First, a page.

The Righteous Among Nations were those who, despite the moral-decay which surrounded them, operated by a higher code and stood up for humanity, saving thousands of Jews — and thereby a greater number of generations — from the death camps that ultimately claimed 6 million of Europe’s 9 million Jews.
On Tuesday, Israeli President Shimon Peres and Prince Phillipe of Belgium honored 11 families as the Righteous Among Nations for saving Jews during the Holocaust.
“On behalf of the State of Israel and the Jewish people, I thank you from the depths of my heart,” Peres said. “The Righteous Among the Nations brought light into the world, and exhibited bravery and courage in the face of the atrocities of the Holocaust.”
Peres told the families that they “should be very proud because there were not many like you.”
Holocaust survivors from across the world were in attendance, along with Jewish leaders, lawmakers and leaders of faith communities in Belgium, according to the Jewish Telegraphic Agency.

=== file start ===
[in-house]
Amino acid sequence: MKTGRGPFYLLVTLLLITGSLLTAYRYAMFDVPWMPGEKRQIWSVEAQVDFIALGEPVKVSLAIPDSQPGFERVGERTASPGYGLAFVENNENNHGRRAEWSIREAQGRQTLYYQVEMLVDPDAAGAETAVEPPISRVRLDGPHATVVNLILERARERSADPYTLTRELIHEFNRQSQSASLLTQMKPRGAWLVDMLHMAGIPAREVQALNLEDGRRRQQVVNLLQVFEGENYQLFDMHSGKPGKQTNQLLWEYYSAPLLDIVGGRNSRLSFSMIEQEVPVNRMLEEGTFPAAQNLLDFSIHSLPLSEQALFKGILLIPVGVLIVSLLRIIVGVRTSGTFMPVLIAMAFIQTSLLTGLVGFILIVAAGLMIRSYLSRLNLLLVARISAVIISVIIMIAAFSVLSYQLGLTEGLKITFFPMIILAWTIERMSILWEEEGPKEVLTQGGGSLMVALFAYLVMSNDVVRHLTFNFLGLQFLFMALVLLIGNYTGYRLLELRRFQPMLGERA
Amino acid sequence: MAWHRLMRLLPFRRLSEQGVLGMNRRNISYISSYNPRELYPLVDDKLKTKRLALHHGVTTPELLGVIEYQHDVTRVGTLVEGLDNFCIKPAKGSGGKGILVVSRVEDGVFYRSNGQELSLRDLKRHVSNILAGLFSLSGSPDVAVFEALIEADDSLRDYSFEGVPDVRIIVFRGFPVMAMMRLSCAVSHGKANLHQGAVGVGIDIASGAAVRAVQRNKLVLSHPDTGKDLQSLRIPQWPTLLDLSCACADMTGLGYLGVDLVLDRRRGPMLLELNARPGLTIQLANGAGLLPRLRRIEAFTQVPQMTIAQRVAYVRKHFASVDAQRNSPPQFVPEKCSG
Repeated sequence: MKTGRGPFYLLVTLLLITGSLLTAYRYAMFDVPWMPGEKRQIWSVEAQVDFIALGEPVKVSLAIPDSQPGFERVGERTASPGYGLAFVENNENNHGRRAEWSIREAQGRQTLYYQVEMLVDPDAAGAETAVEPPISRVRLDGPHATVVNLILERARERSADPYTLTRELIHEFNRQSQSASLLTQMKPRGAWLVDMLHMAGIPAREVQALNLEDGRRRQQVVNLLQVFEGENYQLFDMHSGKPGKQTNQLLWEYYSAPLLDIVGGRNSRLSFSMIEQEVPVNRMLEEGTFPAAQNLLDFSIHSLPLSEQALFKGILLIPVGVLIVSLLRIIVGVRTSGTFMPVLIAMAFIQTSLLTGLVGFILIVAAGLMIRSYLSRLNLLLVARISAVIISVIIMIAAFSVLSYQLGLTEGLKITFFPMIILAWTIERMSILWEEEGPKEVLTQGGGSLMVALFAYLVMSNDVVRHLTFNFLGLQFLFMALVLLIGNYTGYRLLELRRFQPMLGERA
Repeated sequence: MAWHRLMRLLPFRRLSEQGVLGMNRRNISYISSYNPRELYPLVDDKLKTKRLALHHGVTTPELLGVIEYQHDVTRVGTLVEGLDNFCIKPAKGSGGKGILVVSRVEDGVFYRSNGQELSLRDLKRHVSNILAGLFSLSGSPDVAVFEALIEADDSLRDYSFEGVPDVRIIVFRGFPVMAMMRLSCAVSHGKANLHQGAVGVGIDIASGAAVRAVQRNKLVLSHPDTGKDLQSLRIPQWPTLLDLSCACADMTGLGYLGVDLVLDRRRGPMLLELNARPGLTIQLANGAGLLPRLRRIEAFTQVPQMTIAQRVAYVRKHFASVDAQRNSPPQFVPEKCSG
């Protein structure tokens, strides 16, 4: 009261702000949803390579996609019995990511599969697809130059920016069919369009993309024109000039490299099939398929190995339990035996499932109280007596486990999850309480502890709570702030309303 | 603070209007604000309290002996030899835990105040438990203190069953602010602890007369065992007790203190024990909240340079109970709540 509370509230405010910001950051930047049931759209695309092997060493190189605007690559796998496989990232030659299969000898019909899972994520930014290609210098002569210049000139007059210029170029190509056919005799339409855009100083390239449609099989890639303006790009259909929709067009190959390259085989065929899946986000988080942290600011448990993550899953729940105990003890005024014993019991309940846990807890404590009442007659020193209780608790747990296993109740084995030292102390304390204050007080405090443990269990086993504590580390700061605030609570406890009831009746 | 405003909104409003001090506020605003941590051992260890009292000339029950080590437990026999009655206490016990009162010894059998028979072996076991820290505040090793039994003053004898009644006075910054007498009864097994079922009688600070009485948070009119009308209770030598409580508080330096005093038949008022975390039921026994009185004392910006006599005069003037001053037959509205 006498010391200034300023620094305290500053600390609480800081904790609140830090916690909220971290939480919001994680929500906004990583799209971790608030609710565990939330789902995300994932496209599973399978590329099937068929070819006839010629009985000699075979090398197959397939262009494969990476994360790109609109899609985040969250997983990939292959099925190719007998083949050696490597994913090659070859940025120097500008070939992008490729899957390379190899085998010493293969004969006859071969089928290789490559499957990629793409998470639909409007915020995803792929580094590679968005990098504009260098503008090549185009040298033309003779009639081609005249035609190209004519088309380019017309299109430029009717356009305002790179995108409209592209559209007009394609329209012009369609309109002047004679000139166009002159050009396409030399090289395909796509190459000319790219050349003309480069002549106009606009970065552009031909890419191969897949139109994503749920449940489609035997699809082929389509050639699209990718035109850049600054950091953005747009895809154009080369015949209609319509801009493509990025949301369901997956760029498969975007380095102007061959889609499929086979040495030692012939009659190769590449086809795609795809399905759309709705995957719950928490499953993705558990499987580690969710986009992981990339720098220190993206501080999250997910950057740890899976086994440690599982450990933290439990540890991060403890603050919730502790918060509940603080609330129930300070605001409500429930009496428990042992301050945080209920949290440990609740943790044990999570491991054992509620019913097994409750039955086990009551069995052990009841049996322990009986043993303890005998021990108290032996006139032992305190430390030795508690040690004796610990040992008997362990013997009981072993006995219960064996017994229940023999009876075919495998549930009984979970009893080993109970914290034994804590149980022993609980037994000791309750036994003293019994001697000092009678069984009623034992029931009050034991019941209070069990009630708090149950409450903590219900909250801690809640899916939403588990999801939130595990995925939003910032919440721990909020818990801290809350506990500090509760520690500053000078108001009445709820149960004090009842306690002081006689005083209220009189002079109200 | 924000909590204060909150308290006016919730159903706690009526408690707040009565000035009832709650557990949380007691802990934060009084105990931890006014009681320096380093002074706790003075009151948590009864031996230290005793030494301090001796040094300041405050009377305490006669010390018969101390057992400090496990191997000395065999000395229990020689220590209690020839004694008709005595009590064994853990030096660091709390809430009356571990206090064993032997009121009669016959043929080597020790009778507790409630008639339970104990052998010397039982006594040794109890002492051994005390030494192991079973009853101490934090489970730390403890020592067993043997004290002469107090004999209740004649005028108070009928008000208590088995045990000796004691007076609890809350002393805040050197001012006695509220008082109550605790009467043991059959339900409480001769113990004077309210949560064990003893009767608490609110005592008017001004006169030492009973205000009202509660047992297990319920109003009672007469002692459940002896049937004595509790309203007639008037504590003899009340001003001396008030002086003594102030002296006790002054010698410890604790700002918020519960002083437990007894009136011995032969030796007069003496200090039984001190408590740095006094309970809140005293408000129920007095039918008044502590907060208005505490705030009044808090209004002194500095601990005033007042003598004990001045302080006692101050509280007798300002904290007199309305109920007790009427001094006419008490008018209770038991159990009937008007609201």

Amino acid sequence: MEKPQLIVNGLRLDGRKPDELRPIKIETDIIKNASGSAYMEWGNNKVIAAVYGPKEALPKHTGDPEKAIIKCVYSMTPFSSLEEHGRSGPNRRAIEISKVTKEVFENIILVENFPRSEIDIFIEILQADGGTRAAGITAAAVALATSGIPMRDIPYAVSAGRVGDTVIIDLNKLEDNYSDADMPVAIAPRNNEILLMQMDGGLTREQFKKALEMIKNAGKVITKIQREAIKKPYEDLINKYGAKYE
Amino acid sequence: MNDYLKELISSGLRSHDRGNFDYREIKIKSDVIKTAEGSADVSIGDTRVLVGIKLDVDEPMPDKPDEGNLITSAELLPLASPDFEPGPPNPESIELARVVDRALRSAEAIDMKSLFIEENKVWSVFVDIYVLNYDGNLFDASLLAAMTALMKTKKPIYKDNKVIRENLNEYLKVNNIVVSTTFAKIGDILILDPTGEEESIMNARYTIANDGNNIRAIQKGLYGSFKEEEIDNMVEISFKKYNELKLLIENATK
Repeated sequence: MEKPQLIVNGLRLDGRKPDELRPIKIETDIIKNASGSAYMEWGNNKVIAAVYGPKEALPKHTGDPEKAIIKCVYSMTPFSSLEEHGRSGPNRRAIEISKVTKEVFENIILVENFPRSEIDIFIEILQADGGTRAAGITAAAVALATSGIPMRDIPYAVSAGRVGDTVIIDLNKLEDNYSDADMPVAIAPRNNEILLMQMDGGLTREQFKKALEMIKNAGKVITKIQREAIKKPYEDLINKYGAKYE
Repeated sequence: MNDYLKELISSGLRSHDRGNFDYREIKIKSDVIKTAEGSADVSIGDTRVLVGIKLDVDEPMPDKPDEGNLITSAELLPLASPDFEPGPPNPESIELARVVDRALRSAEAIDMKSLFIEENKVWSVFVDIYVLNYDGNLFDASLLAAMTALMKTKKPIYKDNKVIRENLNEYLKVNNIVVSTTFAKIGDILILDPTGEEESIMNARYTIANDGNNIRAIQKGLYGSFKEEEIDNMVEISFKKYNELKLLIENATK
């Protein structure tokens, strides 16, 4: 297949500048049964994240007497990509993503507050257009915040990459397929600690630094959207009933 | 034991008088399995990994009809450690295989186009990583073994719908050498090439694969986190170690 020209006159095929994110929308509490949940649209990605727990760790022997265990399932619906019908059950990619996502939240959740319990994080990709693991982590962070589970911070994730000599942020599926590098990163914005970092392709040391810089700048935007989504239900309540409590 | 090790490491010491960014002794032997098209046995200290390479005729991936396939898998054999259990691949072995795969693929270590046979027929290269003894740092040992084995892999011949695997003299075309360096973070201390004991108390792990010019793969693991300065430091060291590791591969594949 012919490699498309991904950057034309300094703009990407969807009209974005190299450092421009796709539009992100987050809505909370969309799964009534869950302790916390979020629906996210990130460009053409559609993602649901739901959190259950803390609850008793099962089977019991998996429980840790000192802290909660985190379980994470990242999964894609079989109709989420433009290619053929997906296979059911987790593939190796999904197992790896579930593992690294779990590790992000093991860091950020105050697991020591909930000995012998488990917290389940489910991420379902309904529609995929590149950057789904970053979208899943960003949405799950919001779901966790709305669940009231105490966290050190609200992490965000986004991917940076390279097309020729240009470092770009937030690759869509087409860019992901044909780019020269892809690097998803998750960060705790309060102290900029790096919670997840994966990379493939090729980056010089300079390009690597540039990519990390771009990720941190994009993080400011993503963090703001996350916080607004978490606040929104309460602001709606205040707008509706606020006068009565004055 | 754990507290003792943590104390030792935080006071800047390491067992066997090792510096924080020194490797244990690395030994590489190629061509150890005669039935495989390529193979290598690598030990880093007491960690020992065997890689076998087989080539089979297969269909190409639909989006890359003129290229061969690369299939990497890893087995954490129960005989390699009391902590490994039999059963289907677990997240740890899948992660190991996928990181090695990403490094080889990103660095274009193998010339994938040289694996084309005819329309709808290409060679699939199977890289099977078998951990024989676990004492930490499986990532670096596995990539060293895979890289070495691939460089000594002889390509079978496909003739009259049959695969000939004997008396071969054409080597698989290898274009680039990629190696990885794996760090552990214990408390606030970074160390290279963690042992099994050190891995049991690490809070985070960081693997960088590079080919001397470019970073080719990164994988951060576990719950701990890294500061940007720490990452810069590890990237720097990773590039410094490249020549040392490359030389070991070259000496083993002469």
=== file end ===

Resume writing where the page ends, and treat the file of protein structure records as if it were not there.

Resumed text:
Belgian Foreign Minister Didier Reynders praised the Righteous Among the Nations, vowing that future generations would not be allowed to forget the Shoah.
The JTA notes that Belgium has accepted responsibility for its involvement in the Holocaust and recently established a museum in Mechelen — significant due to the fact that it is from where trains bound for Auschwitz departed.
The ceremony to honor these Righteous Gentiles is heartening, particularly in light of the fact that researchers at the United States Holocaust Memorial Museum, who have spent 13 years uncovering the true extent of the Nazi machine, recently published a study revealing the existence of 42,500 ghettos, concentration camps and death camps that operated during the Holocaust.
Of course the world is familiar with the camps of Birkenau, Dachau, Warsaw and Auschwitz, but even researchers were dismayed by the staggering discovery of additional camps and ghettos since they had only anticipated uncovering a total of roughly 7,000 additional smaller sites.
“The numbers are so much higher than what we originally thought,” Hartmut Berghoff, director of the German Historical Institute said.
“We knew before how horrible life in the camps and ghettos was,” he said, “but the numbers are unbelievable.”
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